Ryan has recently lent his support to emerging artist Keaton Simons, tweeting out links to the artist’s first album “Beautiful Pain” just released and inviting Simons to join him out on tour for a few dates this summer. “I love him, he’s amazing,” Ryan said. I asked Ryan to share a memory of an artist whom supported him when he was just getting started. “Well, obviously that would be Johnny Rzeznik (Goo Goo Dolls) who did it all,” said Ryan. “He produced the first record but he was kind of the first person who I looked up to, he was a hero of mine and that was just a dream, not like a reality that I would ever work with him. When I mentioned that I wanted to, it was kind of in a joking fashion and then next thing you know I’m at his house and next thing I know we’re writing a song together and then we’re writing two songs together and then he’s producing the whole record.

That was kind of a whirlwind for me but he was kind of the first person to really, really support and he didn’t have to do it. He was on tour with Third Eye Blind at the time but he stopped and we took a month, we made the whole record in one month. That was pretty crazy so he was kind of the first person to support, support. This was before, he had no reason. I didn’t have notoriety or anything, he loved the project, he loved the idea and he believed in it. It was the first record he ever produced so I was pretty proud of that and a little bit in awe of the whole thing. It was nuts and there’s a lot of stories in there of how that went down. It was nuts.”

As Ryan talked about the cover and the artwork that juxtaposes a bright blue sky with a looming storm over fields of wheat, friends who make him better, seeing the benefits of being told ‘no,’ appreciating help from mentors, and using his music to help others, I found the explanation for which I was looking. Ryan’s lighthearted personality flourishes despite the bit of darkness inside that breathes out though his music because he can see love. Ryan Cabrera has put in the hard work–is still working hard–and is ready for the next battle with a strong army of friends by his side.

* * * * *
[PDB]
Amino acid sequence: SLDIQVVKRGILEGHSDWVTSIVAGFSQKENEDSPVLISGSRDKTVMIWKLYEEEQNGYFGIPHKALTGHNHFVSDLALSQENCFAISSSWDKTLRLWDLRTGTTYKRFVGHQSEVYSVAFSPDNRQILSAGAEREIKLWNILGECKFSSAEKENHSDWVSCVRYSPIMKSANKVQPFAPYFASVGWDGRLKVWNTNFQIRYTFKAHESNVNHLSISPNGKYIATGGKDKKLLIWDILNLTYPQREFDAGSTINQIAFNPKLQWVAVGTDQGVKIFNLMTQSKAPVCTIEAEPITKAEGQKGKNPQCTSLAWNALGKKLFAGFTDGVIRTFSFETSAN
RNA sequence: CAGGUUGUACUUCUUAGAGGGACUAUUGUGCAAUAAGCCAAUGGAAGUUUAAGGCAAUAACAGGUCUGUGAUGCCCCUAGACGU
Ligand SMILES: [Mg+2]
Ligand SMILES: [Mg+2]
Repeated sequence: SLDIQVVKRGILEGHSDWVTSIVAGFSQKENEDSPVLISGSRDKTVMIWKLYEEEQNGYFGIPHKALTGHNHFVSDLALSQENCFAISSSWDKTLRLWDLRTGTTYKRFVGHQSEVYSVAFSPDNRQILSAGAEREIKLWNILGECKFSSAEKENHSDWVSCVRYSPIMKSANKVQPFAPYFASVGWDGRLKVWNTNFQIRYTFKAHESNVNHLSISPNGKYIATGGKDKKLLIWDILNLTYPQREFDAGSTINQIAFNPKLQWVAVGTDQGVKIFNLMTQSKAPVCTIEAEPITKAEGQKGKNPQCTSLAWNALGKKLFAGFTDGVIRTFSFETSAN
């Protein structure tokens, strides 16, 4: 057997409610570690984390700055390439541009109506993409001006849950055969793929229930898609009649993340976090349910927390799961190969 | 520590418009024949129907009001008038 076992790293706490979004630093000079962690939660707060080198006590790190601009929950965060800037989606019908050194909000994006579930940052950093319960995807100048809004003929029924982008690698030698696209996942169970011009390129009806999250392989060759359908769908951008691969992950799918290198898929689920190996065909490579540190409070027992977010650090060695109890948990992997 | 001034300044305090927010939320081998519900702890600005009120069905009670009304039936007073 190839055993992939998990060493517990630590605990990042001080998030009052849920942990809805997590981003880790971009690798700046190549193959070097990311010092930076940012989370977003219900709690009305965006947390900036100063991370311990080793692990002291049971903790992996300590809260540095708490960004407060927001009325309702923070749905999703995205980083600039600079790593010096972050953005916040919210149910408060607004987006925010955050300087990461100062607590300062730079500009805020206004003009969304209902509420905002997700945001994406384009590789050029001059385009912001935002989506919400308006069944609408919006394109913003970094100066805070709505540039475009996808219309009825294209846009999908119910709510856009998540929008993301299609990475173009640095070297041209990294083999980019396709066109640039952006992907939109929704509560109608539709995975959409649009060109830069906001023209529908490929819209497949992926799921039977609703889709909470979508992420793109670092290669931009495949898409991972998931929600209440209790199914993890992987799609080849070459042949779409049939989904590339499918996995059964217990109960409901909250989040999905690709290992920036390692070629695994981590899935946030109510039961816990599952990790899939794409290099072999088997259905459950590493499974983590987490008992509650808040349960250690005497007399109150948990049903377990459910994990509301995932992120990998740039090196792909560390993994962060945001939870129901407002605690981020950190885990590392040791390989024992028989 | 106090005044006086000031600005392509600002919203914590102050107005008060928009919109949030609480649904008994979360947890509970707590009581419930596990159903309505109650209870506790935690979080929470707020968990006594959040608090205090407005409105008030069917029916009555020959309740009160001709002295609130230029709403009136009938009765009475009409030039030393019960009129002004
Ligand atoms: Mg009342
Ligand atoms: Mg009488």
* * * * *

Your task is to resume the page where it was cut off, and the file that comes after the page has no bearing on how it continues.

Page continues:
“4:30 AM,” I say to Ryan before our call ends. “It could be an hour for rock stars where you’re still up or it can be an hour where you’ve got to get up to get on the road or do a radio spot or something. What does 4:30AM mean for you? Are you still up or getting up?” His answer made me laugh. “Both,” he said. “Because if it’s a 4:30 wake up, I usually just ride it out normally to get on a flight. If that’s the case I stay up because then I know that I’ll sleep the flight, the only way I’m going to sleep the flight is if I stay up. I’m not a good sleeper, I don’t sleep very well. If I go to bed, I usually go to bed around 1:00 or 2:00. If I go to bed at 2:00, I’m not going to sleep at all anyway. I just stay up, hang out. If it’s for radio I try to sleep, but I don’t. At least lying down kind of rests my voice a little bit. So 4:30, I ride it out and hopefully make the flight. I would give myself a 65% chance that I’m going to make the flight. That’s probably a realistic number. I’ve missed a number. You can’t count on ten people’s hands how many flights I’ve missed. 4:30 means missed flight or let’s hope I get on the plane because I’m probably still drunk…” And just like that up out of the rabbit hole we climbed from where “earnest” “reflective” and “romantic” Ryan writes music back up to the surface where there is a 100% chance of having fun.


Ryan Cabrera does a tremendous amount of charity work, helping to support music education in schools and raising money to help save music departments. Ryan holds a charity concert online called “Live from Ryan’s Living Room” about once a month in which he gathers six or seven of his celebrity and musician friends to air a live jam session with uncut and rare footage of impromtu collaborations. The living room concerts raise money for different charities each month. Past charities have included Habitat for Humanity and the Michael J. Fox Foundation as well as multiple music-oriented charities.